The Express Tribune
Published Date: Nov 29, 2013
Rights activists criticise government’s hazy ‘national agenda’
More than a year after being banned, YouTube makes the
discussion on alternative media in Pakistan somehow look like a waste of
both energy and time, especially with a government representative on
one side of the table.
After a rather mediocre statement by Information, Broadcasting and
National Heritage Secretary Dr Nazir Saeed at a conference held here on
Wednesday, someone from the audience was bound to voice concern over the
issue, and it was internet freedom activist Sana Saleem. It seemed the
secretary had no straight answer to her question regarding the
government’s stance on the world’s most popular video-sharing website —
once the most popular alternative media tools in the country.
"It is the jurisdiction of the Information Technology ministry which
is soon to announce a conclusion," was Saeed’s diplomatic reply. "I
assure you, in due course, a positive decision will come," he added.
The small hint of optimism in his statement was overshadowed by his
earlier remark that private media outlets should promote positive
discussions while keeping "our national agenda" in view.
When Tahira Abdullah, a rights activist, challenged the comment by
saying the citizens needed to know what the national agenda is in clear
terms, an emotional Saeed replied to the effect that we should not get
emotional when discussing certain issues — a statement so dismissing
that the questioner later termed it pejorative and reductionist.
Despite the official’s statements, the two-day international
conference on "Alternative Media in Pakistan: Opportunities and
Challenges," organised by the Heinrich Boll Stiftung (HBS) Pakistan,
presented a diverse array of the enterprising ways Pakistanis are using
alternative media — a loose term used to describe non-mainstream media
sources such as social media networks, video-sharing websites and
Participants said it provided educational and networking
opportunities to the citizens as well as access to rare information that
might be ignored by the mainstream media. Prospect presented by these
media are important given the significant rise in number of internet
Memes, rationality and tolerance
Eqbal Ahmad Centre for Public Education Director Dr Pervez Hoodbhoy —
a respected physicist — was hopeful the age of the internet to herald a
change in the current societal mindset, though he also said rationality
today was less prevalent than ever before.
Hoodbhoy believes the internet is a tool for propagating memes — a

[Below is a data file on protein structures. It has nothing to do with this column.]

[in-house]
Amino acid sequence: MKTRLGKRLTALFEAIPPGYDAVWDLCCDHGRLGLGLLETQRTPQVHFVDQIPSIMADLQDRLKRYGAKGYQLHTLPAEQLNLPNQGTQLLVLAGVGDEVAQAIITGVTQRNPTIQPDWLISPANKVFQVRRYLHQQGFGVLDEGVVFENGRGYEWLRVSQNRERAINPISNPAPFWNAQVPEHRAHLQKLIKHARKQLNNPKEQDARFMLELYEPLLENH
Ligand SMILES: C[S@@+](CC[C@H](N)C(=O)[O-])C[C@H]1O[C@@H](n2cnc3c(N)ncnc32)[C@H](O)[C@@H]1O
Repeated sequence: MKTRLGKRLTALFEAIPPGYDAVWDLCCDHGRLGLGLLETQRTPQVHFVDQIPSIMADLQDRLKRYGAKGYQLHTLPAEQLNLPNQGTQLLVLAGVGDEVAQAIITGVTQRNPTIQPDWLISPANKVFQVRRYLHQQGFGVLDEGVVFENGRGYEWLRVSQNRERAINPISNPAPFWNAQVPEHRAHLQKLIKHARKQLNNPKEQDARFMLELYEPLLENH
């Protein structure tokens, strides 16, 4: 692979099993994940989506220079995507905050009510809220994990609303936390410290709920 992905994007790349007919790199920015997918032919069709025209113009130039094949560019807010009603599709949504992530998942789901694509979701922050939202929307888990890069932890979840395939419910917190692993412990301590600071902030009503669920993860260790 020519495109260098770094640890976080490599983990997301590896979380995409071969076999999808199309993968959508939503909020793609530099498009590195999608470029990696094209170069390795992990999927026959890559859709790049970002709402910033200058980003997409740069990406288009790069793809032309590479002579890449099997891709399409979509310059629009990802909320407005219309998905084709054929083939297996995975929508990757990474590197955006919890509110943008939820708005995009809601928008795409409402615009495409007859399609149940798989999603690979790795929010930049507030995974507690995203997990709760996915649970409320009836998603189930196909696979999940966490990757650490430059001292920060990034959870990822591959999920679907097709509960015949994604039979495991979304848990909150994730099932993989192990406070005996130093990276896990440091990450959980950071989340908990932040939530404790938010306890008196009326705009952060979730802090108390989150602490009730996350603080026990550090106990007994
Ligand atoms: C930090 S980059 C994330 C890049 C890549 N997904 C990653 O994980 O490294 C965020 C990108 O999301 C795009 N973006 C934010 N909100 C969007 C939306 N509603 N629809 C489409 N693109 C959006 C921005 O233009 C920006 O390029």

term that means units of cultural thought. "We have to find the memes
that counter the narrative of ignorance and irrationality," he
The forward-thinking physicist, through an under-production series of
short videos that shows him talking about scientific and social issues,
demonstrated an attempt to provide such memes.
In another session, Imtiaz Alam, secretary general of the South Asian
Free Media Association, said the youth should use social media to form
cultural spaces and fight the menace of intolerance that has taken over
Pakistan’s social narrative.
My school: the tyrant
In a passionate and impressive talk, The Second Floor (T2F) Karachi
Director Sabeen Mahmud tore apart the traditional system of schooling
which, according to her, is “tyrannical” and kills creativity and
curiosity in children. "The current system is turning them into
conformist and submissive individuals, something which asked for schools
to be held accountable," she said.
Further elaborating her point, Mahmud said teachers in traditional
schools needed to change their existing roles to those which ask the
students of experimenting with their artistic and scientific ideas as
exemplified by a T2F initiative that, despite financial problems, is
displaying a steadfast commitment to alternative approach towards child
No modern democracy can exist without free media according to German
Ambassador Dr Cyrill Nunn who said, "We value the vital role of all
media outlets in the proper functioning of a modern democracy as well as
strengthening of Pakistani civil society."
The conference will conclude on Thursday.
No to the big brother-society
Reporters without Borders (RwB) Germany Chief Executive Officer
Christian Mihr said his organisation was trying to limit the exports of
surveillance products that can be used to spy on journalists and
citizens to countries including Pakistan.
The organisation is trying to legally force the 200 or so companies
of the global surveillance industry to define their human rights
policies and restrict exports especially to countries where the state of
press freedom is abysmal.
Matthias Spielkamp, editor-in-chief of Berlin-based irights, an
organisation that provides information on copyright and legal issues,
gave the keynote address at the conference about journalism after Edward
Snowden with a focus on changes in media caused by internet.
While the news stories dealt with NSA’s activities, he noted, it was
Glenn Greenwald — the journalist who broke the stories for The Guardian —
who became the subject of debate.
"It was interesting to observe that other journalists attacked
Greenwald for his advocacy of privacy issues," he added. "The fact that
governments are breaking their rules to snoop on their citizens should
He said it did not matter whether the battle for citizens’ privacy
spying-encouraging states was carried out by a journalist or an
activist, as long as the fight continued to be fought.